22 Nov 2018 5:00pm - 7:00pm Seminar Room SG2, Alison Richard Building, 7 West Road


Jeff Thompson (Institute of Technology/ Cambridge)



Our descriptions of the digital often invoke either a non-physical sublime (black box, algorithm, zeros and ones) or the adamantly real (internet infrastructure, server farms). As an artist, I find the somewhat more messy space between the two much more interesting, a modulation between the the poles of digital abstraction and physical object. In this talk, I will discuss some of my recent creative work that addresses these issues, including “Turker Computers,” a project asking Amazon Mechanical Turk workers to photograph the computers they work at, “Microscopic Dust,” a 2-micron piece of dust from the surface of my hard-drive scanned and enlarged a trillion times larger, and “Computers on Law & Order,” a website documenting 11,000 screenshots of computers on the television crime show.


Jeff Thompson (b. 1982, Minneapolis/USA) is an artist, programmer, and educator based in the NYC area. Through code, sculpture, sound, and performance, Thompson's work physicalizes and gives materiality to otherwise invisible technological processes. He is currently Assistant Professor and Program Director of Visual Art & Technology at Stevens Institute of Technology, and co-founded the experimental curatorial project Drift Station.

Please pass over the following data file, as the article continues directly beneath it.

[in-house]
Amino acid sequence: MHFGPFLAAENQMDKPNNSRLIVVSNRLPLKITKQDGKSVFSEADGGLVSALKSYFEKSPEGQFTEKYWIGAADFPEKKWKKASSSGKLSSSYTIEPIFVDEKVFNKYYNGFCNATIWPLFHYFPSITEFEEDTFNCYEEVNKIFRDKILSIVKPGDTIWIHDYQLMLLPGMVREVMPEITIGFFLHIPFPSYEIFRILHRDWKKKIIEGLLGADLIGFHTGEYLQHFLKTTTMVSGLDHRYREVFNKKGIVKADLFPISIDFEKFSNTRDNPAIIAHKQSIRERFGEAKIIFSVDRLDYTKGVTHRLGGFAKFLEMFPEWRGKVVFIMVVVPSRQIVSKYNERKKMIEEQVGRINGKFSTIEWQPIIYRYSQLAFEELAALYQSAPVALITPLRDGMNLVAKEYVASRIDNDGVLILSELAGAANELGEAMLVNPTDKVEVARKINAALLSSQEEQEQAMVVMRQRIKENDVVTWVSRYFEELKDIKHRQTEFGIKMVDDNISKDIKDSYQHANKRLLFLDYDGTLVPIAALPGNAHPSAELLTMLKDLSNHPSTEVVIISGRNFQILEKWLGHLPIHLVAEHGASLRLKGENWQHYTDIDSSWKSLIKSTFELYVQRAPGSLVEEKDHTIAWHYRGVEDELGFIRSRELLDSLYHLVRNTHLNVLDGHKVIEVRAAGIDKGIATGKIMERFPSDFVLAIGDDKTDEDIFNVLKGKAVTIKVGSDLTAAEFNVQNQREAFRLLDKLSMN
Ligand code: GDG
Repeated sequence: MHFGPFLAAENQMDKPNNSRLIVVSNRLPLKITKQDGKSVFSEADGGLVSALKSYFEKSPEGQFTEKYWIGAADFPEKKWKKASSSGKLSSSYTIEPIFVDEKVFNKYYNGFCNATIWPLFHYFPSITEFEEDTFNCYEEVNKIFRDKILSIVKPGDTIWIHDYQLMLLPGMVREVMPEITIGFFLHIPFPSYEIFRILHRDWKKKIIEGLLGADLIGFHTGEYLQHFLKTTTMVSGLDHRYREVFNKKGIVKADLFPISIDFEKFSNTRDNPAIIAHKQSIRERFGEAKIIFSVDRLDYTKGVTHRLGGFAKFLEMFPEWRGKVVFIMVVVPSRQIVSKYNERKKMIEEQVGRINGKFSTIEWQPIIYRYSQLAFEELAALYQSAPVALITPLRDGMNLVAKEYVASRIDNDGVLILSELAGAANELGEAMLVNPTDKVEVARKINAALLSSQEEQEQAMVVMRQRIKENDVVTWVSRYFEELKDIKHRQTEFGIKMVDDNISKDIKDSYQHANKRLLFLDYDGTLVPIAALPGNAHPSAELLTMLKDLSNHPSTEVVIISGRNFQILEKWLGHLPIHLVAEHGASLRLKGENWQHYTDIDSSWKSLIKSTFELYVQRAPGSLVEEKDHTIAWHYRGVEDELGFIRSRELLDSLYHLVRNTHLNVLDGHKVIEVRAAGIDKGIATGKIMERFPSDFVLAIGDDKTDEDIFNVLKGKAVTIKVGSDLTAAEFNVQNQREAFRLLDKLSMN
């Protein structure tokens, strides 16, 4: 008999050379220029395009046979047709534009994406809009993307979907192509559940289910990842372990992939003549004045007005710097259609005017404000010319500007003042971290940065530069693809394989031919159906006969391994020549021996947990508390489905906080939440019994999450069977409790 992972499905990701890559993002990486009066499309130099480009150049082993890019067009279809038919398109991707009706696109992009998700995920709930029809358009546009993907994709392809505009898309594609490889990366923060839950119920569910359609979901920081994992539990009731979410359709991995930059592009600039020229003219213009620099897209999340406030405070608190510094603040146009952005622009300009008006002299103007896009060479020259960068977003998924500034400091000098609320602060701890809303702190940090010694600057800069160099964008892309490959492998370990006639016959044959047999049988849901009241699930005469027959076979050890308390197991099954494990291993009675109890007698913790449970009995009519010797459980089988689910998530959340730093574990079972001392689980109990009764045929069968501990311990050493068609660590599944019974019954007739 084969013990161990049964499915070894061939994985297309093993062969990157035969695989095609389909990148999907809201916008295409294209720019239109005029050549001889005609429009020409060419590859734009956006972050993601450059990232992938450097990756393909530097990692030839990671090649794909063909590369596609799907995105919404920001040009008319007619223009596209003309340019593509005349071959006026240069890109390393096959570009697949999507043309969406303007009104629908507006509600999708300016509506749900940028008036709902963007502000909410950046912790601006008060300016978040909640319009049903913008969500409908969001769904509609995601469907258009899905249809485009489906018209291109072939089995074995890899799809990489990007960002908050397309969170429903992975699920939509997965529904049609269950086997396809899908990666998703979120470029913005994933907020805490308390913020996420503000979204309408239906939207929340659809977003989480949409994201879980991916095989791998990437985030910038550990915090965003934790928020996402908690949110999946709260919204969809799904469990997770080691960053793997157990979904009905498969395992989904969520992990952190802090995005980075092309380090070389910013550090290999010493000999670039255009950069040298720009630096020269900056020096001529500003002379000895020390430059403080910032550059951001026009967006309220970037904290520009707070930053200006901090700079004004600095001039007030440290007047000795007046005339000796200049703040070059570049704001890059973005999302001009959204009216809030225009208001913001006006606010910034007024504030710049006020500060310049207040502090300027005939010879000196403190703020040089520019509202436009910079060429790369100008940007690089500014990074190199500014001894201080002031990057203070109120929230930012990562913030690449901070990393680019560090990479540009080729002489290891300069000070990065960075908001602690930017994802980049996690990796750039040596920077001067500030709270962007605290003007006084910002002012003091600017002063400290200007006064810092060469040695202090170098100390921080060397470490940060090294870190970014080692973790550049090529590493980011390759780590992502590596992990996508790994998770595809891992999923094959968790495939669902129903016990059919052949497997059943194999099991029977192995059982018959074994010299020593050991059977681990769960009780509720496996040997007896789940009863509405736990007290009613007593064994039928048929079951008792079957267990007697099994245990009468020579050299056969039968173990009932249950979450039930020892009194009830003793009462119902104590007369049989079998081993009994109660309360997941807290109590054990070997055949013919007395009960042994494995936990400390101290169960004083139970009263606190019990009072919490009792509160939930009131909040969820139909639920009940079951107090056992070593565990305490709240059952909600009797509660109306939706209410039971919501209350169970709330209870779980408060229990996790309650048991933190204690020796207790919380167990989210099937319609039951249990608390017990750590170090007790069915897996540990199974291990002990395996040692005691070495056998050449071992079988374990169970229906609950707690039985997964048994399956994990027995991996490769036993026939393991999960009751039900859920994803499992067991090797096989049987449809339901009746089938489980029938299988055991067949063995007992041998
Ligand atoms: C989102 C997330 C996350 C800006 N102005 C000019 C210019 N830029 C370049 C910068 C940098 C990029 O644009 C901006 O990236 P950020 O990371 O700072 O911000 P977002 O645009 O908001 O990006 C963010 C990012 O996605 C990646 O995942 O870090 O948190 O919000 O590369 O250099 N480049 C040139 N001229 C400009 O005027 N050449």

Thompson has exhibited and performed his work internationally at venues including the Museum of the Moving Image, Sheldon Museum of Art, the Taubman Museum of Art, SITE Santa Fe, Bemis Center for Contemporary Art, the Jersey City Museum, and the Weisman Art Museum. Recent commissions and residencies include Bell Labs, Abandon Normal Devices, Brighton Digital Festival, Impakt, Rhizome, Turbulence, Harvestworks, and Holland Computing Center, the supercomputing facility for the University of Nebraska system.

Thompson is currently a Visiting Fellow at King’s College and artist-in-residence at the Computer Laboratory, both at University of Cambridge.



Open to all.  No registration required
Part of Digital Art Research Network Seminar series

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